“If the people we love are stolen from us, the way to have them live on is to never stop loving them. Buildings burn, people die, but real love is forever.” The Crow (1994)
Eighteen months ago a good friend of mine, Dave, died. It wasn’t a sudden, unexpected death that often is the case with young people. He was diagnosed with Heptocellular Fibrolamella Carcinoma (a very rare type of cancer) in June 2008. In August 2009, the prognosis was vague because of the rareness of his particular cancer. All the doctors could say at the time was that he could have one to ten years!! Dave, in fact, lived for 6 more months and died peacefully in his home, with his loving wife by his side.
None the less, it still came as a shock when I got the phone call that he had passed on. In my heart I really believed that he would not die. Did not want to believe it, more likely. Denial is a very powerful weapon.
This post is not, however, about my grief over the ensuing eighteen months. About my dear friend’s absolutely broken heart and soul at the loss of her love, or about how my son started sleeping with a picture of our departed baby-sitter extraordinaire by his pillow for about 6 months.
This post is about the unusual phenomenon that generations before us have never had to deal with- a digital haunting.
Dave was an avid user of social-networks. Twitter and Facebook amongst his favourites. I guess when you are chronically ill, as he was, these two particular forms are excellent outlets and a way to stay in touch with friends when you are otherwise physically impaired.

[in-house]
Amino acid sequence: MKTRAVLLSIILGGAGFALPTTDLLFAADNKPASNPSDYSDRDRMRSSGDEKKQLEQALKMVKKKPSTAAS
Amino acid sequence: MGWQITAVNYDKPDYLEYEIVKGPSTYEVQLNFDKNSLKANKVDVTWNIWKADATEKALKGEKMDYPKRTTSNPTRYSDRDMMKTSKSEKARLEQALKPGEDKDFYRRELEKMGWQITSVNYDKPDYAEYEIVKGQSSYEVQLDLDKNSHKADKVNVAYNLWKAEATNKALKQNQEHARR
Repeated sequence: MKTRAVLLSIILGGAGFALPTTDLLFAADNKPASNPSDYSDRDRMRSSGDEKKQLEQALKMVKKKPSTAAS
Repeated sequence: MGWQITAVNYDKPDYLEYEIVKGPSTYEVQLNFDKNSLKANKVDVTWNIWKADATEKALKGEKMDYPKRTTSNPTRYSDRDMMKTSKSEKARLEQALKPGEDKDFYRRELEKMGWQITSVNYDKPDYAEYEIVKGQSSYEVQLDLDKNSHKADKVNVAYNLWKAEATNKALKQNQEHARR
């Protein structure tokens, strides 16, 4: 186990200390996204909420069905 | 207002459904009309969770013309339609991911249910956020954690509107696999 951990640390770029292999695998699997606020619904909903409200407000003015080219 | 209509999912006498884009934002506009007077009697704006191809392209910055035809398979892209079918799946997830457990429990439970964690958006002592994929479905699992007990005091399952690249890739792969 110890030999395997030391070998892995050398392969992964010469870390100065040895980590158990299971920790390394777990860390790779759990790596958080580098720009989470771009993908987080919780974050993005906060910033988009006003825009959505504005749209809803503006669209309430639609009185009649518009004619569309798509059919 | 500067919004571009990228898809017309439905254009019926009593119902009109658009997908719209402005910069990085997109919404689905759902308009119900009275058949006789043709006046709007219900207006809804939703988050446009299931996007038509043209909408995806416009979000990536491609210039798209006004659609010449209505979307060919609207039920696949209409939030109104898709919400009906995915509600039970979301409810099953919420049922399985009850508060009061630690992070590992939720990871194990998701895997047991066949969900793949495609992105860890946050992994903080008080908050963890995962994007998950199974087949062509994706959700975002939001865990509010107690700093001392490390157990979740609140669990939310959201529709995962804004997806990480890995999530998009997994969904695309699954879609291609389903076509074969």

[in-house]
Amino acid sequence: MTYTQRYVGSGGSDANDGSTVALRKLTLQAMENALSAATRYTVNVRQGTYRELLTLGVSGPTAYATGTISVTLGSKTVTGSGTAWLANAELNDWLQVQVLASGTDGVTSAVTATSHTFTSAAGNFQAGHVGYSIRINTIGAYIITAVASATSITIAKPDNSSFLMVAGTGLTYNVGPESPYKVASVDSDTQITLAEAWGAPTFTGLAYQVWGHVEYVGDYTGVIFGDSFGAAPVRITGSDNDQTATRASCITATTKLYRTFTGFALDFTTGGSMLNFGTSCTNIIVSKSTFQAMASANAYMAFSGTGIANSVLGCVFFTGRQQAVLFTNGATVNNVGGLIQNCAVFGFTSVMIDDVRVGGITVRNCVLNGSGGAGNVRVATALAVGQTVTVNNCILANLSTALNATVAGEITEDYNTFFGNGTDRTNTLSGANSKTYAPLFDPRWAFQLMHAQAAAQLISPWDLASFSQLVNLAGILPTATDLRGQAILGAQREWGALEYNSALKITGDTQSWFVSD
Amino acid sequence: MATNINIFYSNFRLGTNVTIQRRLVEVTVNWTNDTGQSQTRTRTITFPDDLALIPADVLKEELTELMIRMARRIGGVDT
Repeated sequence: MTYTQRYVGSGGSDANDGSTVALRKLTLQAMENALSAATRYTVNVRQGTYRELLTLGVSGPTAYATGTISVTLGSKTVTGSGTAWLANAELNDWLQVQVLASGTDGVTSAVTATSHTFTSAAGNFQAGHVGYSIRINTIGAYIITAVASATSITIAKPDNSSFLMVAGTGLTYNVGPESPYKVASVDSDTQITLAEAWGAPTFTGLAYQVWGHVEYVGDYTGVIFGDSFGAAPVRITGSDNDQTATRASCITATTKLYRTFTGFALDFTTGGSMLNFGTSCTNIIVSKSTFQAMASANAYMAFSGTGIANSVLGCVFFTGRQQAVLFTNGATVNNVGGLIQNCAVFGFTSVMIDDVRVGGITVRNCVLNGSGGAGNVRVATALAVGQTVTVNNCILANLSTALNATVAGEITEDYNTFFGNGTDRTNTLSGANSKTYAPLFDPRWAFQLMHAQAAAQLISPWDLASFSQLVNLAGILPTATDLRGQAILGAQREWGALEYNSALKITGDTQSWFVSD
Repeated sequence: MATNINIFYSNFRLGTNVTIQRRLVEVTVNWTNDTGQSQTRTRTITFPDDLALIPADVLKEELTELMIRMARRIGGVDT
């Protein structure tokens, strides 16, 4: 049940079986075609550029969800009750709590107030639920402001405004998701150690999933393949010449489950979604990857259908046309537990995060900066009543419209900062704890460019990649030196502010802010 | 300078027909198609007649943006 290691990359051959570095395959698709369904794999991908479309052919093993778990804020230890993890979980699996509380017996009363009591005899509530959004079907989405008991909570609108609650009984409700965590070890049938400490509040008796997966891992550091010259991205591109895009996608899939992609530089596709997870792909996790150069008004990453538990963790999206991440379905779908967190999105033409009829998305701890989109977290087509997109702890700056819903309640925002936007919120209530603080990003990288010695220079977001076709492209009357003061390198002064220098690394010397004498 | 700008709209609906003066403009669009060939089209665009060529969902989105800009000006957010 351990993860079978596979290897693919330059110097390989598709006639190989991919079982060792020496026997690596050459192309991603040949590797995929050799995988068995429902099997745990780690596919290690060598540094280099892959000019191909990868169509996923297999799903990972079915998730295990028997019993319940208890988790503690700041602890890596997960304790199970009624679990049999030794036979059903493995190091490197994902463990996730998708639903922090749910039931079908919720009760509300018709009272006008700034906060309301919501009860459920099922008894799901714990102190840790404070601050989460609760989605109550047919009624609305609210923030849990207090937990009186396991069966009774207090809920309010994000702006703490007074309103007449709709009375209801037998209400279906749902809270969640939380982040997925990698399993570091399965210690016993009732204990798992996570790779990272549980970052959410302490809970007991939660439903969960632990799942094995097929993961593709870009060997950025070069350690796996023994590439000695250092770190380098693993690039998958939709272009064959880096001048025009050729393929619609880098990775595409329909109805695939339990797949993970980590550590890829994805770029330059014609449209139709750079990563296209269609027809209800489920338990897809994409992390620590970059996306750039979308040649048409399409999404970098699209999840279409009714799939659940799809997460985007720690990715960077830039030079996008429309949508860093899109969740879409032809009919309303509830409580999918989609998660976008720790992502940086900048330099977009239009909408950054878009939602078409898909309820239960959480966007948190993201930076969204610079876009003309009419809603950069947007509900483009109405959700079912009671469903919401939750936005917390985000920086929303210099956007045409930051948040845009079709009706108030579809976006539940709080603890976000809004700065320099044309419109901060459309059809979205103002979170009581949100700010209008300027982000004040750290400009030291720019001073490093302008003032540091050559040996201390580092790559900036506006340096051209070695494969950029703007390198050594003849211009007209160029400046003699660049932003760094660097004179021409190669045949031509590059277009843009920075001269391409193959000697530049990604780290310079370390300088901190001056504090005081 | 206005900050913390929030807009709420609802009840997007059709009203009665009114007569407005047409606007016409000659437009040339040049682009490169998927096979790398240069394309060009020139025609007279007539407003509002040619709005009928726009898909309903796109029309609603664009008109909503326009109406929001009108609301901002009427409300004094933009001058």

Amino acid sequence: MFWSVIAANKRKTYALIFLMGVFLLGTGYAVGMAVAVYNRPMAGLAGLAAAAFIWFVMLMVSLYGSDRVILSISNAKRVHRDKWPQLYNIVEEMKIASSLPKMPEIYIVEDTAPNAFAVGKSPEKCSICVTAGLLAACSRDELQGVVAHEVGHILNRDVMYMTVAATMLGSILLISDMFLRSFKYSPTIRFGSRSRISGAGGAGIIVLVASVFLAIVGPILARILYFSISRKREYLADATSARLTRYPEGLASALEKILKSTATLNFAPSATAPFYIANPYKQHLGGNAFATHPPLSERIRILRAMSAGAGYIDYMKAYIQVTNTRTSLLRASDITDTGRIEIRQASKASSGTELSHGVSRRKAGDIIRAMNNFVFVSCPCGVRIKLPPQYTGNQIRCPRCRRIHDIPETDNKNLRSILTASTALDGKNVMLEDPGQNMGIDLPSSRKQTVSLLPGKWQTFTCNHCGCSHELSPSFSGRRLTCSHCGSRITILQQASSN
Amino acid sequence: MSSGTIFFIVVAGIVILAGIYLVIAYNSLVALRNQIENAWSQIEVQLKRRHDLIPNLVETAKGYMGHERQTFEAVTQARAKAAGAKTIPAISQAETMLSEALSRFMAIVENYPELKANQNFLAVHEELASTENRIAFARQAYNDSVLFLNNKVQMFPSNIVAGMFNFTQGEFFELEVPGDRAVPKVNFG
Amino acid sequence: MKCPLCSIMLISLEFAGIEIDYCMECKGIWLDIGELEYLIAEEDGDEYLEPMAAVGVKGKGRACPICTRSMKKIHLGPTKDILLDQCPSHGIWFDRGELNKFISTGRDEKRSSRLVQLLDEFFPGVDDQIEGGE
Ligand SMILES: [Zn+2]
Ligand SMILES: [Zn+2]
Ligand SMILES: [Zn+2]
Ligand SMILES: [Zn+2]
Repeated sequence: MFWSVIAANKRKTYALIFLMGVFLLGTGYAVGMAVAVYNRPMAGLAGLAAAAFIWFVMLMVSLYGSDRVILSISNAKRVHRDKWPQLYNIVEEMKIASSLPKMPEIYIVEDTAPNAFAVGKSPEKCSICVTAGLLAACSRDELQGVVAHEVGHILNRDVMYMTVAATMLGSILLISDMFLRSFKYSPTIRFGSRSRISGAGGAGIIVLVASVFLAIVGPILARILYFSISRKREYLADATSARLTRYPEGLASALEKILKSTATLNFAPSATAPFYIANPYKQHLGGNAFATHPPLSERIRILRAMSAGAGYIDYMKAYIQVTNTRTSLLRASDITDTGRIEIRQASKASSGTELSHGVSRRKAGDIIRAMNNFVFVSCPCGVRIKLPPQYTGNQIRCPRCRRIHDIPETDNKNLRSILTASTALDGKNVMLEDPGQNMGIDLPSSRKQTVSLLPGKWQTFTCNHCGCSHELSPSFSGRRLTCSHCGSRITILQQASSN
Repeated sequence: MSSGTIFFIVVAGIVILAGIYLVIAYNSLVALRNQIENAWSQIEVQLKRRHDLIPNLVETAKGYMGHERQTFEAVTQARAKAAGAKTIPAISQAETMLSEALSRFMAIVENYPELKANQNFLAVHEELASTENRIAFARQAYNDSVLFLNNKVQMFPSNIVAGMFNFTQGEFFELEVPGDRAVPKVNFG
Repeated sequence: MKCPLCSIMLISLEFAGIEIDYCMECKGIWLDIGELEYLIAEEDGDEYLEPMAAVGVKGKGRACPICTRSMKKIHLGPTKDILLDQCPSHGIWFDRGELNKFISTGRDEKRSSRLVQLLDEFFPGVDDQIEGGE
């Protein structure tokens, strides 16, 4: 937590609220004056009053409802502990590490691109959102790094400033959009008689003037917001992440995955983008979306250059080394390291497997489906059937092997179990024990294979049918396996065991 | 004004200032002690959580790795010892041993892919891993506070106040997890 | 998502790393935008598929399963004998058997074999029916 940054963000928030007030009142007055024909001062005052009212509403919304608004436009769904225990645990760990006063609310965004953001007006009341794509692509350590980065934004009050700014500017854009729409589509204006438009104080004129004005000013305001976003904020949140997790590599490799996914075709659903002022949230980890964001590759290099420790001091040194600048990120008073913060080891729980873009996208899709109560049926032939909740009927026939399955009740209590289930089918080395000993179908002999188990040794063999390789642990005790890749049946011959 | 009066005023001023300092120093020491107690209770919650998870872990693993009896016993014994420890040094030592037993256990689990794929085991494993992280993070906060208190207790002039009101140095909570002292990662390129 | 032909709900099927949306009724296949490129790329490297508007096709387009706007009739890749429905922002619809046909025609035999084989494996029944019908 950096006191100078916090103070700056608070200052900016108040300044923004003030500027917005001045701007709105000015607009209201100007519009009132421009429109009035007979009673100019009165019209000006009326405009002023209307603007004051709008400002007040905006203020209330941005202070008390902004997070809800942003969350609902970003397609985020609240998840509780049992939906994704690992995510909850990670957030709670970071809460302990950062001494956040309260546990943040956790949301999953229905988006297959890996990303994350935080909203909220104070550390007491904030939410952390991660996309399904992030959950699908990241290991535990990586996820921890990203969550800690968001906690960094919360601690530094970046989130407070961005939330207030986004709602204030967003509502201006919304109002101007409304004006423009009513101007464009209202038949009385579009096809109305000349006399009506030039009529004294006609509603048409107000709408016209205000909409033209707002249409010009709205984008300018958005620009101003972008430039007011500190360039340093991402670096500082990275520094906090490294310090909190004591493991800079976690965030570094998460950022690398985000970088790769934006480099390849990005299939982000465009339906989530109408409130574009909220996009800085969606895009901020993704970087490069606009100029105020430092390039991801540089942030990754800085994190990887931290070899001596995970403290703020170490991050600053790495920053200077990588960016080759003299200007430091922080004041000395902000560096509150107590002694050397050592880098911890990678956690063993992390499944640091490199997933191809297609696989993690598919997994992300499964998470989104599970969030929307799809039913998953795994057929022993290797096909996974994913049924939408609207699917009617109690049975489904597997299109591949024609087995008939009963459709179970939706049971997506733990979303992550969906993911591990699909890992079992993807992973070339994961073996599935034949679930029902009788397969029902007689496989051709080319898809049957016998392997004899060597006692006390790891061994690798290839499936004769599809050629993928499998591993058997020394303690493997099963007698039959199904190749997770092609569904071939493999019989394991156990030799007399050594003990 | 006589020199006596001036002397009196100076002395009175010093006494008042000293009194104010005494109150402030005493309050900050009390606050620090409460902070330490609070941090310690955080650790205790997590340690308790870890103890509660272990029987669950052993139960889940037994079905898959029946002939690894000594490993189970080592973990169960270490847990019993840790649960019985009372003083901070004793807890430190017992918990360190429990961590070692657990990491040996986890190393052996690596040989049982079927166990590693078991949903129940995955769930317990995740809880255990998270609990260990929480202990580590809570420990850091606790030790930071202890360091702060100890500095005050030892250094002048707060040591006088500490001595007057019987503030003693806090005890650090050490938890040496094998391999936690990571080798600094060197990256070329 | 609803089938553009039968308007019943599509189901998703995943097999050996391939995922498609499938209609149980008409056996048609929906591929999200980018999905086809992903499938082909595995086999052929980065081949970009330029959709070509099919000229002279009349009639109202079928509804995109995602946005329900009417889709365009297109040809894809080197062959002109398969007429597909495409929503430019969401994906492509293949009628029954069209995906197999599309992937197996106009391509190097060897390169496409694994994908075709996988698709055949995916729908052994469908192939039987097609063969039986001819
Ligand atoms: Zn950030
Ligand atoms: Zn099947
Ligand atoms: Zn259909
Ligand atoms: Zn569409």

But what you don’t really think about is what happens when someone dies. Sure, there won’t be anymore status updates, but they don’t disappear from your “Friends”, “Following” or “Followers” lists. When you log into Gmail, they are still on your chat contact list, but they are never “available”. So many times I have stared at the chat list and willed his name to suddenly become available to chat.
In some cruel twist of technological bugs, every now and then my iPhone Twitter app (which will remain un-named) tells me that I have unread DMs from him. I open them up excitedly to see they are messages I have already read. One is dated two weeks before his death…my last “conversation” with him. We talked about what I would name my second child that at the time I was 7 months pregnant with. Facebook also sometimes suggests that I should “reconnect” with him. Ha! I wish!
It’s not all heart-break. I love it when I look through old Facebook photos and come across his comments. His wry humour. I can hear him speaking out loud when I read them.
His Facebook page is still active. His wife changed the title to include “Memorial”. It is a place where people come to talk to him. Little messages about movies they’d just watched and know he would love. About how much they miss him. Just to say hello.
This is my digital haunting. It isn’t really a bad thing, I guess.
What kind of makes it funny is that when Dave was planning his goodbye speech at the all boys high school he taught at, he said he was going to tell the boys that he would come back and haunt them. So cheeky!! I would have laughed my ass off. I don’t know if he ever went through with that part of the speech, but I know that many of his students, also considered his friends, are probably in the same boat as me- forever digitally connected to a great man. Happily haunted.